'Oo-la-la' and 'No-no-no': Odintsova as Woman Alone in Fathers and Children
A Plot of Her Own: The Female Protagonist in Russian Literature
Department or Program
A Plot of Her Own presents compelling new readings of major texts in the Russian literary canon, all of which are readily available in translation. The female protagonists in the works examined are inextricably linked with the fundamental issues raised by the novels they inform; the interpretations offered strive not to be reductive or doctrinaire, not to be imposed from the outside but to arise from the texts themselves and the historical circumstances in which they were written. Authors discussed include Pushkin, Dostoevsky, Tolstoy, and Bulgakov, and the novels considered range from Fathers and Children to Zamyatin's anti-Utopian We. Throughout, the contributors new visions expand our understanding of the words and reveal new significance in them.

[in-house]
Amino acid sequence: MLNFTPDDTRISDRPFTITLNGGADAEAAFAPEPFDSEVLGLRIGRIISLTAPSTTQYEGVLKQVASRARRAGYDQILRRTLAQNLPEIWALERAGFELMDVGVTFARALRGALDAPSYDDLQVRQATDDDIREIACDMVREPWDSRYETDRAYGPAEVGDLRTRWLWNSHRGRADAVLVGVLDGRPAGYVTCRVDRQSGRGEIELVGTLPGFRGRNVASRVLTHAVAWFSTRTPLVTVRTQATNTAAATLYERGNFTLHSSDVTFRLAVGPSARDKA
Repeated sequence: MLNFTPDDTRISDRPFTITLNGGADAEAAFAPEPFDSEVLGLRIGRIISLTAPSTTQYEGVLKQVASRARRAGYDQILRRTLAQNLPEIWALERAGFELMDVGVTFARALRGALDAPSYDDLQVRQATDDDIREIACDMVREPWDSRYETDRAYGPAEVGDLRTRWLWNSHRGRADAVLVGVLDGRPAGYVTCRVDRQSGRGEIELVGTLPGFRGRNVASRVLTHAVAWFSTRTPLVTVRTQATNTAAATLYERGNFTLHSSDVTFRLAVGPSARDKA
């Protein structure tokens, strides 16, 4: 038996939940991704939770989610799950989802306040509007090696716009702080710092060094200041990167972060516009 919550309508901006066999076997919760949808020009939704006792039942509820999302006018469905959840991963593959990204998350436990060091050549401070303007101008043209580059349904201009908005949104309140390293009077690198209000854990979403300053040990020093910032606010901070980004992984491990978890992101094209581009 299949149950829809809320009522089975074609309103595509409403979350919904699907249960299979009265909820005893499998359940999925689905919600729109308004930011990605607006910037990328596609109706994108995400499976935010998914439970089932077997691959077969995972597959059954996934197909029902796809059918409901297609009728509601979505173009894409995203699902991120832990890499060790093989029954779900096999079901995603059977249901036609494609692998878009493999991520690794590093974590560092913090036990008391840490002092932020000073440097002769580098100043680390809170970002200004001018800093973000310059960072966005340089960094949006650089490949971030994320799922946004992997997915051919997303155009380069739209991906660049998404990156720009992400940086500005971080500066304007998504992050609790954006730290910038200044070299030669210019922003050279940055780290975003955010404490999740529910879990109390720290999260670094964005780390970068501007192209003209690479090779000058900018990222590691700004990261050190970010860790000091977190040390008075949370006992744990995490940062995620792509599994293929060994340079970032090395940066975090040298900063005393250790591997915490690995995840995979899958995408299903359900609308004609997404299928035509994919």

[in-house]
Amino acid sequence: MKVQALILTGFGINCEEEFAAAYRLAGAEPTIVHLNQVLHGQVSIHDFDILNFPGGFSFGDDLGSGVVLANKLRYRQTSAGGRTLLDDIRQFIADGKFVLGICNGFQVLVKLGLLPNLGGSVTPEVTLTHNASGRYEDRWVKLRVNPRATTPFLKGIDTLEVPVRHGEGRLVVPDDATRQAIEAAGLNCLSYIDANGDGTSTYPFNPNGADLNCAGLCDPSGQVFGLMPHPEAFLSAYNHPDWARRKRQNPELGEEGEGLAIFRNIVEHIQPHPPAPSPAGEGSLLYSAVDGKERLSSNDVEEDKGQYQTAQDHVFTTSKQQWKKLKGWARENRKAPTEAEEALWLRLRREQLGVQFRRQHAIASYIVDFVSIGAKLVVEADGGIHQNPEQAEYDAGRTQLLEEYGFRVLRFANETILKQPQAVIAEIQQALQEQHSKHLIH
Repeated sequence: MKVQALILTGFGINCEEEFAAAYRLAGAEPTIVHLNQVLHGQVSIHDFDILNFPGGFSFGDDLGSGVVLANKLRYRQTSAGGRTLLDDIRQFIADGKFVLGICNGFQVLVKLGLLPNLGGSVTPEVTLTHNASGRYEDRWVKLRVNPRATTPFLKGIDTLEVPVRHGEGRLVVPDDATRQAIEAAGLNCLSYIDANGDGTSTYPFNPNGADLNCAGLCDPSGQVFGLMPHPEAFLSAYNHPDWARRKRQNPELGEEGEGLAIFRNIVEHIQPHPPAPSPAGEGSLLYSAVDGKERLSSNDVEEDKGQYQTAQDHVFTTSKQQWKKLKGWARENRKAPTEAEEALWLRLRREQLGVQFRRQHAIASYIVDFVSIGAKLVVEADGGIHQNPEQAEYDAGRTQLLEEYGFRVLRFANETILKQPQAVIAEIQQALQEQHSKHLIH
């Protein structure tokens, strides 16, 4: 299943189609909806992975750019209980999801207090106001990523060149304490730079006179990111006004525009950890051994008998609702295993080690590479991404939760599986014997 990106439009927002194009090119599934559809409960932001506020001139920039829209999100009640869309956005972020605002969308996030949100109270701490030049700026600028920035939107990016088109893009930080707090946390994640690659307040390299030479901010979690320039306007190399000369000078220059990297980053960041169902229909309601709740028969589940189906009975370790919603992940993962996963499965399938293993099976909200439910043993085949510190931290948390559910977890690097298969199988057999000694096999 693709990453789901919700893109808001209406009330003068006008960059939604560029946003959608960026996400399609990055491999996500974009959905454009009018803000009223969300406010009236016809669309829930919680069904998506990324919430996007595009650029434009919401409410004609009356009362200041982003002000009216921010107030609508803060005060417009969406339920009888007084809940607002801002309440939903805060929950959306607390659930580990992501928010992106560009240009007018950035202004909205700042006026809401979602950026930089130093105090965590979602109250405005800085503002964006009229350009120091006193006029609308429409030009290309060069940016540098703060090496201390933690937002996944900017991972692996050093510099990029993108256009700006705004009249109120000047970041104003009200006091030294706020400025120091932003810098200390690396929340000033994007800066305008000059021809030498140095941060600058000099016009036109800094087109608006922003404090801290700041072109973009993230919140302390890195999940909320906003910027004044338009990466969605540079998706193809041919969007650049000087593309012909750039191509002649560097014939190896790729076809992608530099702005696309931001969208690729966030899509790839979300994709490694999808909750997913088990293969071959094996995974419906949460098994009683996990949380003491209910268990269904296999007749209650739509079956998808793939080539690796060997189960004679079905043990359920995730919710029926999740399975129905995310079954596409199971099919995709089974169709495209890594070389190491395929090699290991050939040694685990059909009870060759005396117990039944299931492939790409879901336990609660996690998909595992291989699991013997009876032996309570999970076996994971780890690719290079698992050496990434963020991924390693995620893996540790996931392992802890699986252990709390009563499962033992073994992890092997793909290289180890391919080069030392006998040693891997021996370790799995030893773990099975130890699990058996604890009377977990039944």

Costlow, J. (1995). 'Oo-la-la' and 'No-no-no': Odintsova as Woman Alone in Fathers and Children. In Sona Stephan Hoisington (Ed.), A Plot of Her Own: The Female Protagonist in Russian Literature (pp. 21-32). Evanston, IL: Northwestern University Press.